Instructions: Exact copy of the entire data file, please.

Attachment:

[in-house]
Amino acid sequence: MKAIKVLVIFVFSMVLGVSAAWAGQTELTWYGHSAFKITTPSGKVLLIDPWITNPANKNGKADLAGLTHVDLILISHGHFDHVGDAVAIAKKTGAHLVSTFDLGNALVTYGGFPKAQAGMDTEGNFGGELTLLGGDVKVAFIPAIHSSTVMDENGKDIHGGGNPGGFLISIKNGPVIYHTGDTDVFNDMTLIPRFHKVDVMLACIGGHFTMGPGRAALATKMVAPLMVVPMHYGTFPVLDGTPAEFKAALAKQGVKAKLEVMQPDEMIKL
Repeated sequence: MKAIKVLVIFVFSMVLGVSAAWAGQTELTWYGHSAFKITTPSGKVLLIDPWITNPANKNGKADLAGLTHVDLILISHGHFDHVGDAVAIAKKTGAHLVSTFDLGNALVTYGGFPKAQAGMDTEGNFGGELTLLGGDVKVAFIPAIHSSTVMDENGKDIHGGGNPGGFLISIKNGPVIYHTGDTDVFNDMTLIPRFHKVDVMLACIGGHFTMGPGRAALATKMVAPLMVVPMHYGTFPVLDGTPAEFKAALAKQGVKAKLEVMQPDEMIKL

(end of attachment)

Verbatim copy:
[in-house]
Amino acid sequence: MKAIKVLVIFVFSMVLGVSAAWAGQTELTWYGHSAFKITTPSGKVLLIDPWITNPANKNGKADLAGLTHVDLILISHGHFDHVGDAVAIAKKTGAHLVSTFDLGNALVTYGGFPKAQAGMDTEGNFGGELTLLGGDVKVAFIPAIHSSTVMDENGKDIHGGGNPGGFLISIKNGPVIYHTGDTDVFNDMTLIPRFHKVDVMLACIGGHFTMGPGRAALATKMVAPLMVVPMHYGTFPVLDGTPAEFKAALAKQGVKAKLEVMQPDEMIKL
Repeated sequence: MKAIKVLVIFVFSMVLGVSAAWAGQTELTWYGHSAFKITTPSGKVLLIDPWITNPANKNGKADLAGLTHVDLILISHGHFDHVGDAVAIAKKTGAHLVSTFDLGNALVTYGGFPKAQAGMDTEGNFGGELTLLGGDVKVAFIPAIHSSTVMDENGKDIHGGGNPGGFLISIKNGPVIYHTGDTDVFNDMTLIPRFHKVDVMLACIGGHFTMGPGRAALATKMVAPLMVVPMHYGTFPVLDGTPAEFKAALAKQGVKAKLEVMQPDEMIKL